I don’t smoke.
It’s a personal choice I’ve made. I decided long ago that the cost wasn’t relative to what you get out of it, and what you get out of it isn’t actually beneficial. It degenerates you. It makes you less than you are and less than what you could potentially be. I’ve watched people who smoke closely and have taken note of their heavy breathing whenever they’re required to do something physical. Their accelerated aging due to the smoke turning their skin leathery. And I’ve paid close attention to their constant, never-ending and never-satisfied enjoyment that comes from smoking. They get the shakes, “need a smoke,” light up, burn through one, and think they feel better, only to repeat the whole process again the next time the chemical deficiency in their brain that was caused by smoking in the first place kicks in.
I disagree with smoking and the lack of self-discipline that’s exhibited by smokers who think they don’t have a choice. Unlike many unhealthy habits that only affect the user, smoking affects everyone around the smoker, even people who make the choice to not smoke. I have to look at countless cigarette butts on the ground, thrown there by absented-minded, aloof smokers who think it doesn’t matter. When they do this, I remember that I’m a Warrior. I speak up and let them know I don’t smoke. I’ve witnessed their choice, and make my own choice clear to them, because unfortunately, many smokers are completely oblivious to the choices of other people.
When someone lights up around me, I make it clear to them as well that I don’t smoke. If they ask, “Does this bother you?” I respond with, “Yes, it does. It bothers me that you don’t recognize your own potential for strength and self-discipline. It bothers me that you take the easy path whenever your cravings kick in. It bother me that you place so much of your own joy in a tiny, overpriced, tobacco and nicotine-filled cigarette instead of trying harder. I don’t smoke. Put it out.”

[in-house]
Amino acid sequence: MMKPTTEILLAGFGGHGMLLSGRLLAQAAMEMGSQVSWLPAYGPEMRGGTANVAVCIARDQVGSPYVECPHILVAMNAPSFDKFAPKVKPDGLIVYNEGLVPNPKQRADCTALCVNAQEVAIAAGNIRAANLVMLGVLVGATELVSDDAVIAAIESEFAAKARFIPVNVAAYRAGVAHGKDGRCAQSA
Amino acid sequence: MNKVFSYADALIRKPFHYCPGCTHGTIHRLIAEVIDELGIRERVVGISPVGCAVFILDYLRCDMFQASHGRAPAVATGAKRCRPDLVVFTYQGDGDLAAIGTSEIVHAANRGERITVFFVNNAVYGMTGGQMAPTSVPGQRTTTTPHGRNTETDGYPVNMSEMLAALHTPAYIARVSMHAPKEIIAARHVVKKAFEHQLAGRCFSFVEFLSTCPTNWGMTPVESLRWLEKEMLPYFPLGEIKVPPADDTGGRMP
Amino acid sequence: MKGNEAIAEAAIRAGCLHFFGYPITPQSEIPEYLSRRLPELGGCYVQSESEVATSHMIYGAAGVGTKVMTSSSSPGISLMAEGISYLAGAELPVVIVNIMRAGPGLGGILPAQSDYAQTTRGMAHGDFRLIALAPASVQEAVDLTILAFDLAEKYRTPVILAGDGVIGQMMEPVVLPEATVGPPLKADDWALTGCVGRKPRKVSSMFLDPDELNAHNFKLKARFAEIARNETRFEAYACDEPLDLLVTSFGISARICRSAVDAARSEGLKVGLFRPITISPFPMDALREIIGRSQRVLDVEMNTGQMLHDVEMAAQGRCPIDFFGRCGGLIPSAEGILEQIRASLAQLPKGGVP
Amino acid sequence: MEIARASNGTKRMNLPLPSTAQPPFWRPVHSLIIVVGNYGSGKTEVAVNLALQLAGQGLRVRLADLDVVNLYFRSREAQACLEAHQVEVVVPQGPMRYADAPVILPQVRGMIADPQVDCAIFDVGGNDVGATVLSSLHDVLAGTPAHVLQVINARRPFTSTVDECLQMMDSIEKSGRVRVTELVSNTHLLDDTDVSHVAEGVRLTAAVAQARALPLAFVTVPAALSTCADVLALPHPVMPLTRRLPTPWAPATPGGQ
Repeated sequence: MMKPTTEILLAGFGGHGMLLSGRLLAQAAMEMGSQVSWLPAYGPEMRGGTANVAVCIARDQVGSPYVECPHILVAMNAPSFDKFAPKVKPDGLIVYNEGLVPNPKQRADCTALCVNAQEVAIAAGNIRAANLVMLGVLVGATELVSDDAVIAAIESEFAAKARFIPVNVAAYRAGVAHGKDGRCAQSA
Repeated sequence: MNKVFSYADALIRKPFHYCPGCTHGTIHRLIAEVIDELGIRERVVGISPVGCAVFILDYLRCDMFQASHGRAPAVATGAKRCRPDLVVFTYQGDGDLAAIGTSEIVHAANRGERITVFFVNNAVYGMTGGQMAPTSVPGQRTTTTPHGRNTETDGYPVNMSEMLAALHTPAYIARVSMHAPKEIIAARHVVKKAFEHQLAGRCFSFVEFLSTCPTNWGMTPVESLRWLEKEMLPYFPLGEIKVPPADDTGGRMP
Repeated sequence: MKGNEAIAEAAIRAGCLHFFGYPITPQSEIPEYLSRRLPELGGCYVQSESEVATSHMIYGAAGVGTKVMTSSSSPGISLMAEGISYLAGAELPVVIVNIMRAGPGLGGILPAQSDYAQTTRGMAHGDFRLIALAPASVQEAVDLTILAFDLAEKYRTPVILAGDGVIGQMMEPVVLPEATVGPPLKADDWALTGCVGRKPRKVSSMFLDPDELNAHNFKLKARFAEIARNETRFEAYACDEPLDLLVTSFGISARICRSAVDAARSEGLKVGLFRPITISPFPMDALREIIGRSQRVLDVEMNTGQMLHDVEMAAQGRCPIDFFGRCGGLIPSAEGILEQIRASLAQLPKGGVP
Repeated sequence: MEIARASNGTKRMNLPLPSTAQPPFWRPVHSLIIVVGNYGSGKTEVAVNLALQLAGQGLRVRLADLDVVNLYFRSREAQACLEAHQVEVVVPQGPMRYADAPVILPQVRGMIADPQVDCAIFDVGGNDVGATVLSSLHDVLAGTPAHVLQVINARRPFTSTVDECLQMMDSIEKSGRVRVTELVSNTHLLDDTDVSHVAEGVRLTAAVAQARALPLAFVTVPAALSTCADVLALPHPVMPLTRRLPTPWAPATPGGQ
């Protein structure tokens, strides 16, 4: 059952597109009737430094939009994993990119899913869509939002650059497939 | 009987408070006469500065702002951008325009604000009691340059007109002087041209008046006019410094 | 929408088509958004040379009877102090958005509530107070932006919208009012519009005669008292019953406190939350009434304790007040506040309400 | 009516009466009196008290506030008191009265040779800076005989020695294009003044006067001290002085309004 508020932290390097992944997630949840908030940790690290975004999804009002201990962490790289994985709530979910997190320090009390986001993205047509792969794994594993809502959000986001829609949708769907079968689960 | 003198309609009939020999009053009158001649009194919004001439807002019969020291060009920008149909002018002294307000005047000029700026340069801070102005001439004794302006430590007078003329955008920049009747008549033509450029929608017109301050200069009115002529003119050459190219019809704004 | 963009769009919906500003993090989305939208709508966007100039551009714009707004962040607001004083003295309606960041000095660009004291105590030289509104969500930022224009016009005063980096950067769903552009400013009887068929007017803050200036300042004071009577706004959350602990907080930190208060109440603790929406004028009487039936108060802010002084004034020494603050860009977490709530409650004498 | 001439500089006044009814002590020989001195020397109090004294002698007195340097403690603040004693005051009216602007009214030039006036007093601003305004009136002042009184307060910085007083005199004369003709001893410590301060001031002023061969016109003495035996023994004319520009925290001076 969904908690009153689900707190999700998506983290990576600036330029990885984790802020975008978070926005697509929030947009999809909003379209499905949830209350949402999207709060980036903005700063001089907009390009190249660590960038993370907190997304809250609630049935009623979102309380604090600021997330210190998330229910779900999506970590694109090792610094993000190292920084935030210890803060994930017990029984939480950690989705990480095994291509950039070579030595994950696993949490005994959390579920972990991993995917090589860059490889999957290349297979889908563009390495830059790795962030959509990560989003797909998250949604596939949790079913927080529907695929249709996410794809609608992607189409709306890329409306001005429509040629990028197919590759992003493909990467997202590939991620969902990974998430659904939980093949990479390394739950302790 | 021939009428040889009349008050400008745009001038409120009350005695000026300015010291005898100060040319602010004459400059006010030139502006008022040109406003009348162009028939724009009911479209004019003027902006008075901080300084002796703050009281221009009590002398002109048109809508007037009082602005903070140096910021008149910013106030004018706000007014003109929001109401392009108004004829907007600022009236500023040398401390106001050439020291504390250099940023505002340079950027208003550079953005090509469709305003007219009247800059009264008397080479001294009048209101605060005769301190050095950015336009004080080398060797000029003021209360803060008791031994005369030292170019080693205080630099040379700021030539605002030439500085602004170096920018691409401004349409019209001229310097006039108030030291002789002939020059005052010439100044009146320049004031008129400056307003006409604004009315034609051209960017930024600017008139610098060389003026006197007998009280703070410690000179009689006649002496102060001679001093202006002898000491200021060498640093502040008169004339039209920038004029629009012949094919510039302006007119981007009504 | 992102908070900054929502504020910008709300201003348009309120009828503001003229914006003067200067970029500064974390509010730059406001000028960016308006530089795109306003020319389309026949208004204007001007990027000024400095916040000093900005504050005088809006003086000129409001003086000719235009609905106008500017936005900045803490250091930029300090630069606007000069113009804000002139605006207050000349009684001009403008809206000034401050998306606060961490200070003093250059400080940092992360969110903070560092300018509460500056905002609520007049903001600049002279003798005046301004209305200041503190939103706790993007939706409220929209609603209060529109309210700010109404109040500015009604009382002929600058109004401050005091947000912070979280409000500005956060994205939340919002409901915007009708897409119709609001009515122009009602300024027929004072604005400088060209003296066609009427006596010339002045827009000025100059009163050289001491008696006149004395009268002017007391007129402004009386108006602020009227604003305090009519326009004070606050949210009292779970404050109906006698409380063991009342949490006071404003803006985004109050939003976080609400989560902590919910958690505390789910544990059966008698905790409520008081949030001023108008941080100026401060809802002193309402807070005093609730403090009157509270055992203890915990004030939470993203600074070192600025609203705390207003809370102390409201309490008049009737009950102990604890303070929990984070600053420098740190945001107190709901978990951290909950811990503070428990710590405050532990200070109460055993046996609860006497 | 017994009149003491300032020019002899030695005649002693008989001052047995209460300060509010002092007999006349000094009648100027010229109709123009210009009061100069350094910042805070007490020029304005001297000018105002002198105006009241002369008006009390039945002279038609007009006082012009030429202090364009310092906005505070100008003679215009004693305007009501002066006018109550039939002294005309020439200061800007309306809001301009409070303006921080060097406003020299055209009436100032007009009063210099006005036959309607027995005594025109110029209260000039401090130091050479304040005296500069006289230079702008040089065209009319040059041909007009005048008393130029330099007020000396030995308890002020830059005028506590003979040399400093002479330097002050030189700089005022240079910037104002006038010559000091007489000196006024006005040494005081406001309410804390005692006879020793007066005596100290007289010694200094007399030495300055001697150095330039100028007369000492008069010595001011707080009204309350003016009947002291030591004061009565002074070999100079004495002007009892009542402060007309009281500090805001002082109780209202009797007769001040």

This message is about smoking and smoking alone. Many smokers will feel defensive and try to change the subject. They often try to shift the topic onto something else in hopes of exposing the rare non-smoker who speaks up as a hypocrite. As a Warrior, I refuse to fall for those subject-changing tactics just as much as I refuse to breathe in a smoker’s cigarette smoke or smell their rank, disgusting odor. As a Warrior, I am focused and don’t fall prey to the deceptive tactics of a wounded ego. And as a Warrior, I’m not squeamish when it comes to waging war. Not with myself, and not with other people.
I don’t smoke. And when I say that, I mean that definitively. I don’t buy cigarettes, I don’t put them in my mouth, I don’t light them up, and I don’t stand beside people who make those choices that I’ve deemed to be self-destructive, as well as destructive to others and the environment as well. I don’t actively seek out smokers like some kind of health-nut vigilante, but when they cross my path and enter my sphere of influence, as a Warrior, I know my duty isn’t to stand by quietly and try not to hurt anyone’s feelings. I am a Warrior. I am a killer of feelings, because I understand that emotions such as those felt by a smoker being told to put out their cigarette come solely from the ego, which is incapable of empathy for the non-smoker. I deliver my message not with anger and frustration but with adamence and focus because I understand how often the smoker will misinterpret it as judging the doer, not the deed. I don’t smoke because I’ve come to realize just how steeped in the selfish-ego an act like smoking is, and as a Warrior, I’ve sworn a life-long war with the ego.
For smokers who want to feel better, I issue this challenge; do something that doesn’t put at risk the health of people around you or the environment to make yourself feel better. Do something that doesn’t support greedy, unethical corporations who overcharge you and treat you merely as a fool and a slave (and yes, even those “cheap smokes” you get at the Native reserves are still overpriced, you’re still just literally burning your money). Go for a run. Read a book. Meditate. Garden. Write something. Paint. CREATE and do something that strengthens you and makes you grow as a person. Smoking doesn’t bring us closer to fulfilling our potential. It drags us farther away. And don’t say, “But it’s so hard!” CHALLENGES ARE SUPPOSED TO BE HARD. That’s why when they’re conquered, they have such a feeling of fulfillment.
Put that in your pipe and smoke it,